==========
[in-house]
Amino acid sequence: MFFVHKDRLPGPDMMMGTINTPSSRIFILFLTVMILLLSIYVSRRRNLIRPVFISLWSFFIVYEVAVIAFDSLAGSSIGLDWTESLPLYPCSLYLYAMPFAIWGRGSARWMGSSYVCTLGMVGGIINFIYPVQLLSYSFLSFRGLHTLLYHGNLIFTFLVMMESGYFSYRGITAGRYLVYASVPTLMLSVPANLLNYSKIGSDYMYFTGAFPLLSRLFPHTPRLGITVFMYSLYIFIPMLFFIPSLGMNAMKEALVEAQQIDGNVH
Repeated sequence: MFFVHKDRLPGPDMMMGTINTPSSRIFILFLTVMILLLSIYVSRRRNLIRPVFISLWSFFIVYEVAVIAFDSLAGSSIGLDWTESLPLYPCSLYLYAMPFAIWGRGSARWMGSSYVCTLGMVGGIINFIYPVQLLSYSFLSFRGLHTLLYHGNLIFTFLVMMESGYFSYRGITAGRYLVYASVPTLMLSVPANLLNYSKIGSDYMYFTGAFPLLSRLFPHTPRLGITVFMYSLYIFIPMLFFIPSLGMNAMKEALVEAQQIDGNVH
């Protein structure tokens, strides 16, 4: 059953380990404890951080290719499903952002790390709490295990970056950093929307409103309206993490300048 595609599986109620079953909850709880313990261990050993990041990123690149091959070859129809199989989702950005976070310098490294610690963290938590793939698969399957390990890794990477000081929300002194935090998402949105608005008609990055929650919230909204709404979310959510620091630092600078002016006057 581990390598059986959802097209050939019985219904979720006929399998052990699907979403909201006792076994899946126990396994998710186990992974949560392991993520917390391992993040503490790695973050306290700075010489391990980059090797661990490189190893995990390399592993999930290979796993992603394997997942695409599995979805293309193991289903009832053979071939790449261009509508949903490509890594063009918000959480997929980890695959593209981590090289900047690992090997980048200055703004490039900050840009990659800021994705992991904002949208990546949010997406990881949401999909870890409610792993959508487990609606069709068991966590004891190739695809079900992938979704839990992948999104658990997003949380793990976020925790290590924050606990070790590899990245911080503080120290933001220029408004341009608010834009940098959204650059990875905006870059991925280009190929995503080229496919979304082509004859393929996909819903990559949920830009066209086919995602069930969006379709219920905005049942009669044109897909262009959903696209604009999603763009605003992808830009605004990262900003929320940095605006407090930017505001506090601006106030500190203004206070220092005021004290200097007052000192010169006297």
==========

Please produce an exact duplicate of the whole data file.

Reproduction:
[in-house]
Amino acid sequence: MFFVHKDRLPGPDMMMGTINTPSSRIFILFLTVMILLLSIYVSRRRNLIRPVFISLWSFFIVYEVAVIAFDSLAGSSIGLDWTESLPLYPCSLYLYAMPFAIWGRGSARWMGSSYVCTLGMVGGIINFIYPVQLLSYSFLSFRGLHTLLYHGNLIFTFLVMMESGYFSYRGITAGRYLVYASVPTLMLSVPANLLNYSKIGSDYMYFTGAFPLLSRLFPHTPRLGITVFMYSLYIFIPMLFFIPSLGMNAMKEALVEAQQIDGNVH
Repeated sequence: MFFVHKDRLPGPDMMMGTINTPSSRIFILFLTVMILLLSIYVSRRRNLIRPVFISLWSFFIVYEVAVIAFDSLAGSSIGLDWTESLPLYPCSLYLYAMPFAIWGRGSARWMGSSYVCTLGMVGGIINFIYPVQLLSYSFLSFRGLHTLLYHGNLIFTFLVMMESGYFSYRGITAGRYLVYASVPTLMLSVPANLLNYSKIGSDYMYFTGAFPLLSRLFPHTPRLGITVFMYSLYIFIPMLFFIPSLGMNAMKEALVEAQQIDGNVH
């Protein structure tokens, strides 16, 4: 059953380990404890951080290719499903952002790390709490295990970056950093929307409103309206993490300048 595609599986109620079953909850709880313990261990050993990041990123690149091959070859129809199989989702950005976070310098490294610690963290938590793939698969399957390990890794990477000081929300002194935090998402949105608005008609990055929650919230909204709404979310959510620091630092600078002016006057 581990390598059986959802097209050939019985219904979720006929399998052990699907979403909201006792076994899946126990396994998710186990992974949560392991993520917390391992993040503490790695973050306290700075010489391990980059090797661990490189190893995990390399592993999930290979796993992603394997997942695409599995979805293309193991289903009832053979071939790449261009509508949903490509890594063009918000959480997929980890695959593209981590090289900047690992090997980048200055703004490039900050840009990659800021994705992991904002949208990546949010997406990881949401999909870890409610792993959508487990609606069709068991966590004891190739695809079900992938979704839990992948999104658990997003949380793990976020925790290590924050606990070790590899990245911080503080120290933001220029408004341009608010834009940098959204650059990875905006870059991925280009190929995503080229496919979304082509004859393929996909819903990559949920830009066209086919995602069930969006379709219920905005049942009669044109897909262009959903696209604009999603763009605003992808830009605004990262900003929320940095605006407090930017505001506090601006106030500190203004206070220092005021004290200097007052000192010169006297």